Saudi coalition air attack kills 12 in Yemen, including seven children

Saudi coalition air attack kills 12 in Yemen, including seven children

Saudi coalition air attack kills 12 in Yemen, including seven children

The coalition repeatedly denies it has committed war crimes in Yemen, and its investigations have been slammed by human rights campaigners as not credible.

In a statement issued late on March 28, the 15-member council - including Russia, China, and top Western powers - said it condemned the missile attacks "in the strongest possible terms" and said they pose a threat to regional security.

The Houthis, who control much of northern Yemen, including the capital, Sanaa, fired seven ballistic missiles into Saudi Arabia on March 26, killing one person.

State-run Al-Ekhbariya television gave no further details but did not report any casualties or damage from the missile.

The alliance, which includes other Muslim states, has conducted thousands of air strikes targeting Houthi fighters and has often hit civilian areas, although it denies ever doing so intentionally.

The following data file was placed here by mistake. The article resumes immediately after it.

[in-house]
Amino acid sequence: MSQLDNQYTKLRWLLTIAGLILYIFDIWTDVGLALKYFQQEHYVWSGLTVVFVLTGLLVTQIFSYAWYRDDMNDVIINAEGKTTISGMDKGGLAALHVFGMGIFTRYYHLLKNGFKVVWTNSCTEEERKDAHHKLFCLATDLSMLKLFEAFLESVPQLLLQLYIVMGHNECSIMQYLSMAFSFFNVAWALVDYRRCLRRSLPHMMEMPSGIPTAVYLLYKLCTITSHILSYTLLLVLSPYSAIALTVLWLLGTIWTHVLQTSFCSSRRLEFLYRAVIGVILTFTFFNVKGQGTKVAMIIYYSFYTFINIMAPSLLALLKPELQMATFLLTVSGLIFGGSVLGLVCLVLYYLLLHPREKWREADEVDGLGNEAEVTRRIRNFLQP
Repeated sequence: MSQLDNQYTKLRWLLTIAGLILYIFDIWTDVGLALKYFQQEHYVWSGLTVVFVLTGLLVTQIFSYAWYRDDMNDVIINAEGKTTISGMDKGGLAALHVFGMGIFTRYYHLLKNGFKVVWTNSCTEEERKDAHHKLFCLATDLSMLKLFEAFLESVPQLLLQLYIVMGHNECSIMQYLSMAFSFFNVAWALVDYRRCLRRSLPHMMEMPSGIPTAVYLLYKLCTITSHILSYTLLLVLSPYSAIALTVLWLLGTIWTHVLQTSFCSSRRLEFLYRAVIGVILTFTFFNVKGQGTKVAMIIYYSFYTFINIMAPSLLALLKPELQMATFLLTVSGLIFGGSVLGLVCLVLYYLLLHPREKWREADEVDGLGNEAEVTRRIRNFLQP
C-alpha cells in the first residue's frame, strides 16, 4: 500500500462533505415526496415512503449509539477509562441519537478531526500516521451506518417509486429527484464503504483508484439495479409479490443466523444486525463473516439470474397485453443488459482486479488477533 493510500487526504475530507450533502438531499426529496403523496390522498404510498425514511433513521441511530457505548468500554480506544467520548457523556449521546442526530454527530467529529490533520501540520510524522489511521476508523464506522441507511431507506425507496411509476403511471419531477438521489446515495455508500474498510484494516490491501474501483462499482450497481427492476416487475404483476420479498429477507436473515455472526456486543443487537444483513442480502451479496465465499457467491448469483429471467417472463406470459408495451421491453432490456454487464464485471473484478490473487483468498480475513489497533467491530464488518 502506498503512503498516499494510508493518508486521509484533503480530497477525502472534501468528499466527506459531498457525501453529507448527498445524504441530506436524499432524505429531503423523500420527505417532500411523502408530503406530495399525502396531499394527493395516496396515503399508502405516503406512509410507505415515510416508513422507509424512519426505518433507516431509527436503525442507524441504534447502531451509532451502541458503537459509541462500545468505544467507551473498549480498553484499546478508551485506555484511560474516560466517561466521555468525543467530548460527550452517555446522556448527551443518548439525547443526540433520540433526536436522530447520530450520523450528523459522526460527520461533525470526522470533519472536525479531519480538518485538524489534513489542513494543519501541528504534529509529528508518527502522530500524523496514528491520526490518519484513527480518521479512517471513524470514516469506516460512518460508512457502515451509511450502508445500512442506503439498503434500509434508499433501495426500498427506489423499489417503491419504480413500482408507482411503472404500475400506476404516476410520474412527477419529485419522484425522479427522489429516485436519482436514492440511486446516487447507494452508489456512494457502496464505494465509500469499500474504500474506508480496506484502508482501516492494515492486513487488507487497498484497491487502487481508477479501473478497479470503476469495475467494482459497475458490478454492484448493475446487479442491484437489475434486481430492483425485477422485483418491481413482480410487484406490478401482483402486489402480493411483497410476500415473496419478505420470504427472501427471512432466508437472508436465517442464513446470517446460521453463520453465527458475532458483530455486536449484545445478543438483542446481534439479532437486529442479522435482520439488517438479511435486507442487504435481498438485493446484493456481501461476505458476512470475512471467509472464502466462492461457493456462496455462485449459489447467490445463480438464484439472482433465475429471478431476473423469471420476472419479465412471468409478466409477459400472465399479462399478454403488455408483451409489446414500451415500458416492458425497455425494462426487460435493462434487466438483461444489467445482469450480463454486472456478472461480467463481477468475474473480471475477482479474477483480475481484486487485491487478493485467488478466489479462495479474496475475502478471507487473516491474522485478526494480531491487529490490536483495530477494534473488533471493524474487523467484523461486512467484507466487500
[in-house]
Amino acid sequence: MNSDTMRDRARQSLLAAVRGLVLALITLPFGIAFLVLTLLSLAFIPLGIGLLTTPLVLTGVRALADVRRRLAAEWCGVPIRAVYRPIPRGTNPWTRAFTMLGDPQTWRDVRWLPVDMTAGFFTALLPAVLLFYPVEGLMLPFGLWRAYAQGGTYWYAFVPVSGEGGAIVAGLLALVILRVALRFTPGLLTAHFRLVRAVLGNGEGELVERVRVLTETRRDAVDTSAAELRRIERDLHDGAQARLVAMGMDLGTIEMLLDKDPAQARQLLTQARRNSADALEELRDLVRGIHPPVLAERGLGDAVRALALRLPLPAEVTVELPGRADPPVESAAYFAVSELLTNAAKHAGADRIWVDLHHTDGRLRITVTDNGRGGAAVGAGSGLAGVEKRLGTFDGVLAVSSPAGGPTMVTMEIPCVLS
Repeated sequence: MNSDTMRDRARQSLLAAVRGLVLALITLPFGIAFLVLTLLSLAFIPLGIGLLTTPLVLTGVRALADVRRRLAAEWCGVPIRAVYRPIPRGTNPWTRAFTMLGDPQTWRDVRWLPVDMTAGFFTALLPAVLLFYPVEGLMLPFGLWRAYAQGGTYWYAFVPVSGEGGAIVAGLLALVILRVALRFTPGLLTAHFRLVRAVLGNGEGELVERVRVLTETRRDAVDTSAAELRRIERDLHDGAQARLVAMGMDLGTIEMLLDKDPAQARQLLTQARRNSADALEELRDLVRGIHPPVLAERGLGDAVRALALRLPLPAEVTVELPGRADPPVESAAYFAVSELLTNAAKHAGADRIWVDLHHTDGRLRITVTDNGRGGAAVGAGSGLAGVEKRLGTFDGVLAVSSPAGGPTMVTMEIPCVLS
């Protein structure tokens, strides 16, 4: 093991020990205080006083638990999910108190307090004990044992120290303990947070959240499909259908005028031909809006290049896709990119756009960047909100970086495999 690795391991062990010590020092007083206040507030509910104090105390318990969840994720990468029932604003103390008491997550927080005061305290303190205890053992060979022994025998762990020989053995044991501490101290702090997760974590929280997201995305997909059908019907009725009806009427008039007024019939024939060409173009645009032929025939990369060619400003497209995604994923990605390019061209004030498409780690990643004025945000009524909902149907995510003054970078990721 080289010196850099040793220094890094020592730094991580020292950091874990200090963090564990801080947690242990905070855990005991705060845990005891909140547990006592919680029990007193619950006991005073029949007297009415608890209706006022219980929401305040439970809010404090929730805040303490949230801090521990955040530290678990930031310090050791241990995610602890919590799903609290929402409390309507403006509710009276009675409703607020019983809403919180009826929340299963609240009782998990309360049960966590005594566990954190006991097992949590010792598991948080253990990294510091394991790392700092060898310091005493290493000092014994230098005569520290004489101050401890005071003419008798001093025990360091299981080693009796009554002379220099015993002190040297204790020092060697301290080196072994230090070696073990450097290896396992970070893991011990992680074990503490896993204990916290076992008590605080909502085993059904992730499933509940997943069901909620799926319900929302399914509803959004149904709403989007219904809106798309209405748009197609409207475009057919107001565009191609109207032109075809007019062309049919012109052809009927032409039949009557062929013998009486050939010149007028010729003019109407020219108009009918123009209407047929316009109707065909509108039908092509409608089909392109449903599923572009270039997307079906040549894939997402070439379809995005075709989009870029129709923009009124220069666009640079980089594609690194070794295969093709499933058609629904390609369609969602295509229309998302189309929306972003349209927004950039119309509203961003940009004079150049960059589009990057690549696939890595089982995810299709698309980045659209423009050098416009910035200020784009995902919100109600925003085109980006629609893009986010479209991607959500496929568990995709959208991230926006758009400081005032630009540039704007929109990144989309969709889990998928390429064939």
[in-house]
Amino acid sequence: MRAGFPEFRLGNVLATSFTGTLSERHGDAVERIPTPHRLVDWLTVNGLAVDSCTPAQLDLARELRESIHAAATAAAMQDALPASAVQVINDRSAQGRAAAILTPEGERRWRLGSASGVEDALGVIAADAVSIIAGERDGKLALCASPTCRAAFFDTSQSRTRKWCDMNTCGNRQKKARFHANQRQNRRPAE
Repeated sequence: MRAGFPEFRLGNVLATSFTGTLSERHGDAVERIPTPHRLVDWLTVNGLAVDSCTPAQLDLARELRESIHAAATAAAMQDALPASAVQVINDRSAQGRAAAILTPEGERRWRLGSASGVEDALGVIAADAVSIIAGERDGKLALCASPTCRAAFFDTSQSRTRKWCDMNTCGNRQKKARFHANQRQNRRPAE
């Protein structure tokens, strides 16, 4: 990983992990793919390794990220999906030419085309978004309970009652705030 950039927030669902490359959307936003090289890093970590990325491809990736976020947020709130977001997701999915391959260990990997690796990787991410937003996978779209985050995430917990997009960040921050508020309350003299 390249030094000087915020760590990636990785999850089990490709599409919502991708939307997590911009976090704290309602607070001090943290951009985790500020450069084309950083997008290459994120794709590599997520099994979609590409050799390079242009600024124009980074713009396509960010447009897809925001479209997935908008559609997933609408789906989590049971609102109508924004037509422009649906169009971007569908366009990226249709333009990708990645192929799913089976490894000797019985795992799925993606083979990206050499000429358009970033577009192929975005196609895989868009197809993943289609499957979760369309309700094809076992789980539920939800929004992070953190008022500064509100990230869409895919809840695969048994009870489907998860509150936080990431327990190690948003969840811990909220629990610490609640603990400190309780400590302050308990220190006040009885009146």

Hodeidah is home to the impoverished country's biggest port from where most of the humanitarian aid reaches millions of civilians on the brink of starvation.

Yemeni forces regularly fire ballistic missile at positions inside Saudi Arabia in retaliation for the Riyadh-led military campaign on Yemen.

Thus, when the Saudi-led coalition explains that Iran is behind the attacks and that it reserves the right to respond, we should believe them and accept that.

Nonetheless, said Sarah Leah Whitson, Middle East director at Human Rights Watch, "the Saudis can't use Houthi rockets to justify impeding lifesaving goods for Yemen's civilian population".

When deliberately or indiscriminately directed toward populated areas or civilian objects, such attacks violate the laws of war.

The Saudi-led coalition, which has been waging a bloody war on Yemen for three years, recently displayed wreckage of what it called fragments of missiles recently fired from Yemen, and claimed forensic analysis showed they were supplied by Iran. The United Nations said that blockade raised the danger of mass starvation.

Related news